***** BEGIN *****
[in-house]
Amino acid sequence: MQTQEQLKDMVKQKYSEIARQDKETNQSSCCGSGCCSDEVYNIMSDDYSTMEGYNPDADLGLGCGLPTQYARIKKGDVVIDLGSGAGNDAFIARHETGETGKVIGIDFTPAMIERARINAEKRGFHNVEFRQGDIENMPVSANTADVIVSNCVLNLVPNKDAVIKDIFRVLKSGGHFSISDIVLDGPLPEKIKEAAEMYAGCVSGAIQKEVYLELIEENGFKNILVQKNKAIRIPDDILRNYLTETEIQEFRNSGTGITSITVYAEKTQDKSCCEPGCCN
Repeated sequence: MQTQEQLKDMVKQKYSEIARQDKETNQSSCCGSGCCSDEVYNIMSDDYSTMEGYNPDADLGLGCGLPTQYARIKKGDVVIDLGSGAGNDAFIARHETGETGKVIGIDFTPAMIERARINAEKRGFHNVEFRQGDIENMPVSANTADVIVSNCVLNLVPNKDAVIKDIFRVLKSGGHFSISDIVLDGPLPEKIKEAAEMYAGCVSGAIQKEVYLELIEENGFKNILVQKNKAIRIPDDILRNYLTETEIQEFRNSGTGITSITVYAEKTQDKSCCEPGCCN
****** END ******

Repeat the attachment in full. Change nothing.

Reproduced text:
[in-house]
Amino acid sequence: MQTQEQLKDMVKQKYSEIARQDKETNQSSCCGSGCCSDEVYNIMSDDYSTMEGYNPDADLGLGCGLPTQYARIKKGDVVIDLGSGAGNDAFIARHETGETGKVIGIDFTPAMIERARINAEKRGFHNVEFRQGDIENMPVSANTADVIVSNCVLNLVPNKDAVIKDIFRVLKSGGHFSISDIVLDGPLPEKIKEAAEMYAGCVSGAIQKEVYLELIEENGFKNILVQKNKAIRIPDDILRNYLTETEIQEFRNSGTGITSITVYAEKTQDKSCCEPGCCN
Repeated sequence: MQTQEQLKDMVKQKYSEIARQDKETNQSSCCGSGCCSDEVYNIMSDDYSTMEGYNPDADLGLGCGLPTQYARIKKGDVVIDLGSGAGNDAFIARHETGETGKVIGIDFTPAMIERARINAEKRGFHNVEFRQGDIENMPVSANTADVIVSNCVLNLVPNKDAVIKDIFRVLKSGGHFSISDIVLDGPLPEKIKEAAEMYAGCVSGAIQKEVYLELIEENGFKNILVQKNKAIRIPDDILRNYLTETEIQEFRNSGTGITSITVYAEKTQDKSCCEPGCCN